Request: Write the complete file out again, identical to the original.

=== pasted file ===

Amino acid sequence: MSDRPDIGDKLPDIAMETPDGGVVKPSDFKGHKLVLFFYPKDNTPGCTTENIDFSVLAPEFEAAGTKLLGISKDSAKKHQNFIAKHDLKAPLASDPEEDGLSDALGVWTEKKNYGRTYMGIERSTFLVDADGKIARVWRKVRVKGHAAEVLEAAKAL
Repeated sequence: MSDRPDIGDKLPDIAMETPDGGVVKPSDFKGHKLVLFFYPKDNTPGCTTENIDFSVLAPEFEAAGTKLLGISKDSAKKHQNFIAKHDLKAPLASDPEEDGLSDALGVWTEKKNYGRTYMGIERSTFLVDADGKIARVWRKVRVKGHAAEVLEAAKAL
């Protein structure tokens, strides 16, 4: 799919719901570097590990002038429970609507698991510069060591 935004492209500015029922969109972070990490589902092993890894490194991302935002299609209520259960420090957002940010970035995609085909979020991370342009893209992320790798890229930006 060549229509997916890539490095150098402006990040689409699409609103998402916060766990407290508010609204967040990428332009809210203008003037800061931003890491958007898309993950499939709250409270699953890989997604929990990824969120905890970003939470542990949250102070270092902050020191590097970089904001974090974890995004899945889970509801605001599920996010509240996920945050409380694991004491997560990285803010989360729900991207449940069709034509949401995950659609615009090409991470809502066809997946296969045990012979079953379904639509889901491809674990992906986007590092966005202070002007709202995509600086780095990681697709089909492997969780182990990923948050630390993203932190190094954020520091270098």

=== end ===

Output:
Amino acid sequence: MSDRPDIGDKLPDIAMETPDGGVVKPSDFKGHKLVLFFYPKDNTPGCTTENIDFSVLAPEFEAAGTKLLGISKDSAKKHQNFIAKHDLKAPLASDPEEDGLSDALGVWTEKKNYGRTYMGIERSTFLVDADGKIARVWRKVRVKGHAAEVLEAAKAL
Repeated sequence: MSDRPDIGDKLPDIAMETPDGGVVKPSDFKGHKLVLFFYPKDNTPGCTTENIDFSVLAPEFEAAGTKLLGISKDSAKKHQNFIAKHDLKAPLASDPEEDGLSDALGVWTEKKNYGRTYMGIERSTFLVDADGKIARVWRKVRVKGHAAEVLEAAKAL
């Protein structure tokens, strides 16, 4: 799919719901570097590990002038429970609507698991510069060591 935004492209500015029922969109972070990490589902092993890894490194991302935002299609209520259960420090957002940010970035995609085909979020991370342009893209992320790798890229930006 060549229509997916890539490095150098402006990040689409699409609103998402916060766990407290508010609204967040990428332009809210203008003037800061931003890491958007898309993950499939709250409270699953890989997604929990990824969120905890970003939470542990949250102070270092902050020191590097970089904001974090974890995004899945889970509801605001599920996010509240996920945050409380694991004491997560990285803010989360729900991207449940069709034509949401995950659609615009090409991470809502066809997946296969045990012979079953379904639509889901491809674990992906986007590092966005202070002007709202995509600086780095990681697709089909492997969780182990990923948050630390993203932190190094954020520091270098």